The following section is a bit technical, but it needs to be presented never-the-less.

Class A: When an amplifier’s stage devices, whether single ended or push-pull, are passing current at all times the amplifier is said to be biased in Class A. Because the current is flowing at all times, an input signal causes the current to be immediately diverted to the speakers, and therefore, the sound is very “fast”. In the case of a push-pull amplifier, there is also less crossover distortion since each side of the push-pull section is already “on”. Class A designs are expensive to build and are usually only found in high-end amps.

Class B: Differs from Class A in that there is no current flowing when the output devices are at idle, and as a result, they have to turn on from a zero current state when signal is present. In a push-pull Class B design the output devices would each produce half of the audio waveform and would not have any current flow when the other half is operating. Class B designs tend to have a slower “slew” rate and more crossover distortion but are less expensive and require less power than Class A.

Class AB: As its name implies, this is sort of a combination of Class A and Class B operation. If an amplifier operates in Class A mode for only a portion of its output, and has to turn on additional current in the devices for the remainder of its output, it is said to operate in Class AB. Most amplifiers are in this category since they operate in two classes. In class AB and B, the amplifier is slower than in Class A because there is a finite time between the input signal and when the devices are turned on to produce a flow of current to the speakers. Class AB amps are also efficient than Class A and do not require large power supplies.

Class D: The Class D amplifier is one in which the output transistors are operated as switches. When a transistor is off, the current through it is zero. When it is on, the voltage across it is small, approaching zero which increases it’s efficiency, thus requiring less power than Class A, B or AB. These become important advantages in portable battery-powered amps. Class D does not stand for digital as they are based on analog principles, there is no digital encoding of the signal.

Class H: If an amplifier has more than one voltage rail (DC voltage delivered by the power supply), then it is designated Class H. This is a very efficient type of amplification. The output transistors of an amplifier has to dissipate heat (watts), so, when there is a low rail voltage during periods of low volume, and a high rail voltage for use during loud volume, the output transistors don’t have to dissipate as much power when the volume is low. This causes less drain on the power supply and makes it possible to build a very lightweight design. The drawback is distortion at mid-volume when the amplifier has to go back and forth between the two (or more) rail voltages.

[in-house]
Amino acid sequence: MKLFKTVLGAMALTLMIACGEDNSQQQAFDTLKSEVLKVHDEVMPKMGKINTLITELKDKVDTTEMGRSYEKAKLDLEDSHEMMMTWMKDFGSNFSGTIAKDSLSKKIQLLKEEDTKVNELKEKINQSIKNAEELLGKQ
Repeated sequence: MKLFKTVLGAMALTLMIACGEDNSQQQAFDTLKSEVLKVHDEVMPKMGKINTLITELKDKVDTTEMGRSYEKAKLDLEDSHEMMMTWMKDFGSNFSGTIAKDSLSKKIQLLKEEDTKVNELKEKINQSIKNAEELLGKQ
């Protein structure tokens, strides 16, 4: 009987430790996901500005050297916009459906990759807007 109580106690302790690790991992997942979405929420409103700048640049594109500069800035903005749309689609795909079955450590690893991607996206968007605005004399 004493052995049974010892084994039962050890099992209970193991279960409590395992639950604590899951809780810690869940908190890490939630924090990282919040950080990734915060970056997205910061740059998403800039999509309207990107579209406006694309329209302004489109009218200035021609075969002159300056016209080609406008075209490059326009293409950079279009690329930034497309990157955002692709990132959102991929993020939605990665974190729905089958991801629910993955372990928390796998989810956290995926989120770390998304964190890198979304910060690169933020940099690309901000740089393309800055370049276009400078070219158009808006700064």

Combos Amps, short for combinations, are self-contained units containing the amplifier and the speaker(s) in one cabinet.

Head and Speaker Cabinets are amps that come in two separate sections, the amp and a separate speaker cabinet. These type of amps allow you to use any amp head with virtually any speaker cabinet. Also, by separating the amp and speaker cabinet into two units, each unit is lighter and easier to carry than a single combo. Combining two cabinets and a head is called a “stack.”


For this simple overview, we’ll turn our attention to elementary physics. Smaller speakers can produce higher frequencies than larger speakers, which is why a tweeter is small and a woofer is large. So in the real world, a 10-inch speaker will generally produce a better “top end” than a 15-inch speaker. There is also a sound difference between an open-backed cabinet and a closed-cabinet design.

Many blues players favor 4×10 open-backed amps, as they can produce a range of tones from smooth to searing. Others like the sound of a dual 4×12 cabinet design. While some preferred four 4×12 cabinets. And while it’s true that 16 12-inch speakers will definitely play loud, the overall frequency response, if charted using sensitive laboratory gear, will be totally different than that of our 4×10 example. Today manufacturers custom tweak their amps by combining a certain size cabinet with a certain size set of speakers.

Power and Speaker Size